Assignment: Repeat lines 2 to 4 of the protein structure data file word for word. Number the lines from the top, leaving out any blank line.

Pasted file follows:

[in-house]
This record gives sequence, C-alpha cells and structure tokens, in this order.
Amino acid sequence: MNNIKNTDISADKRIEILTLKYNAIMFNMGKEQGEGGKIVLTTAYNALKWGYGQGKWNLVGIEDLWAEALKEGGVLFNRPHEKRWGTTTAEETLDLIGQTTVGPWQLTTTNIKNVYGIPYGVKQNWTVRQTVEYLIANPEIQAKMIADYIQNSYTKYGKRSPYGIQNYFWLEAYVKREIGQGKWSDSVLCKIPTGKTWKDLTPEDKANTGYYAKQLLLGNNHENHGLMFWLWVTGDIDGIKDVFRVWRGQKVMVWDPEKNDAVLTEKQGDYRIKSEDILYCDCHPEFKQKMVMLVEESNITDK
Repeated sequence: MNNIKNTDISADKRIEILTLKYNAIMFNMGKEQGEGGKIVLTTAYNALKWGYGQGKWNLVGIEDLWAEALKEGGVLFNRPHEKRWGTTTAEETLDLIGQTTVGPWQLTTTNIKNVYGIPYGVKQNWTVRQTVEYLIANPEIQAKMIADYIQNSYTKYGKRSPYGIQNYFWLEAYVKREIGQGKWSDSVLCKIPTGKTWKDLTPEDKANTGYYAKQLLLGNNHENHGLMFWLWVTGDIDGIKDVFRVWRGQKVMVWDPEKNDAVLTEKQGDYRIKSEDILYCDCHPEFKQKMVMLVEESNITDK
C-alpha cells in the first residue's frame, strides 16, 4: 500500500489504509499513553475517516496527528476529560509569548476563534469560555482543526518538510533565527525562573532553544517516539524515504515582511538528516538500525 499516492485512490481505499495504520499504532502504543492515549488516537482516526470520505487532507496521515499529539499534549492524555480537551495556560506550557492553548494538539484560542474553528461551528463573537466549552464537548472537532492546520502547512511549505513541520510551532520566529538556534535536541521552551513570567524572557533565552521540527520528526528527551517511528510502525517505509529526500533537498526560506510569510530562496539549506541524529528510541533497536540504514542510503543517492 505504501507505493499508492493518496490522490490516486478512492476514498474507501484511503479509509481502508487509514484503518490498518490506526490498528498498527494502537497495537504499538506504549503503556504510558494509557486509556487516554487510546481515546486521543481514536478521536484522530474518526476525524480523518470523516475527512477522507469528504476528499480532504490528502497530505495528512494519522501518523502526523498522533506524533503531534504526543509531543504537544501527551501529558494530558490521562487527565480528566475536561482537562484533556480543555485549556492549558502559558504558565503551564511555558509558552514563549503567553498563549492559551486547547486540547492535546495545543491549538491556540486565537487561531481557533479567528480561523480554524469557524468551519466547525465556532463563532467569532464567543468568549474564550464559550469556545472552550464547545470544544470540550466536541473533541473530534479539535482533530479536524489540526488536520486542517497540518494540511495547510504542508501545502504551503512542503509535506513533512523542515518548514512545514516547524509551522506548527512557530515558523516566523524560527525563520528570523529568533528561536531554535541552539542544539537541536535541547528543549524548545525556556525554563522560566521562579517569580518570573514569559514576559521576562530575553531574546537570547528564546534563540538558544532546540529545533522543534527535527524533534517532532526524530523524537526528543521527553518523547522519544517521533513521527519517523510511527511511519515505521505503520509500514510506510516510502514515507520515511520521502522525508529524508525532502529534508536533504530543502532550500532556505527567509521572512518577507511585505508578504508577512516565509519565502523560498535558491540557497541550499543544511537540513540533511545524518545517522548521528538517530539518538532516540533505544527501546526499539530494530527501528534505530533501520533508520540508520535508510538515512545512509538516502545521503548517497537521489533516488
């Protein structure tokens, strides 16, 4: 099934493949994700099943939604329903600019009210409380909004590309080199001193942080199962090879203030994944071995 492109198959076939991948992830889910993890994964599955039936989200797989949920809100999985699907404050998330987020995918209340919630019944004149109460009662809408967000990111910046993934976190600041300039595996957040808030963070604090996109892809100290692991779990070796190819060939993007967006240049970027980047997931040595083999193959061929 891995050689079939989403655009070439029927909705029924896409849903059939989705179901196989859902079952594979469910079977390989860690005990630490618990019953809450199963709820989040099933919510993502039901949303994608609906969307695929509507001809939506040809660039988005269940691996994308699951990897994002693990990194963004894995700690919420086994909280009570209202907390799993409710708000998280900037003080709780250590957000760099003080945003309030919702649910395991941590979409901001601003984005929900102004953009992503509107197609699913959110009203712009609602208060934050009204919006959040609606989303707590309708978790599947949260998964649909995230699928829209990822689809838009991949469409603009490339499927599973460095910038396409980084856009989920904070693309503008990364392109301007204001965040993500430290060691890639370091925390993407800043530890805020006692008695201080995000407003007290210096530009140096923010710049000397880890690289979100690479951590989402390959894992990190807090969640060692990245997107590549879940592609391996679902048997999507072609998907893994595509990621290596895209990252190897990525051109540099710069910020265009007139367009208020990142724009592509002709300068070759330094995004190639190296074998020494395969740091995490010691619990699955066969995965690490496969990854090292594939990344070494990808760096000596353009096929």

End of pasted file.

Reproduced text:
This record gives sequence, C-alpha cells and structure tokens, in this order.
Amino acid sequence: MNNIKNTDISADKRIEILTLKYNAIMFNMGKEQGEGGKIVLTTAYNALKWGYGQGKWNLVGIEDLWAEALKEGGVLFNRPHEKRWGTTTAEETLDLIGQTTVGPWQLTTTNIKNVYGIPYGVKQNWTVRQTVEYLIANPEIQAKMIADYIQNSYTKYGKRSPYGIQNYFWLEAYVKREIGQGKWSDSVLCKIPTGKTWKDLTPEDKANTGYYAKQLLLGNNHENHGLMFWLWVTGDIDGIKDVFRVWRGQKVMVWDPEKNDAVLTEKQGDYRIKSEDILYCDCHPEFKQKMVMLVEESNITDK
Repeated sequence: MNNIKNTDISADKRIEILTLKYNAIMFNMGKEQGEGGKIVLTTAYNALKWGYGQGKWNLVGIEDLWAEALKEGGVLFNRPHEKRWGTTTAEETLDLIGQTTVGPWQLTTTNIKNVYGIPYGVKQNWTVRQTVEYLIANPEIQAKMIADYIQNSYTKYGKRSPYGIQNYFWLEAYVKREIGQGKWSDSVLCKIPTGKTWKDLTPEDKANTGYYAKQLLLGNNHENHGLMFWLWVTGDIDGIKDVFRVWRGQKVMVWDPEKNDAVLTEKQGDYRIKSEDILYCDCHPEFKQKMVMLVEESNITDK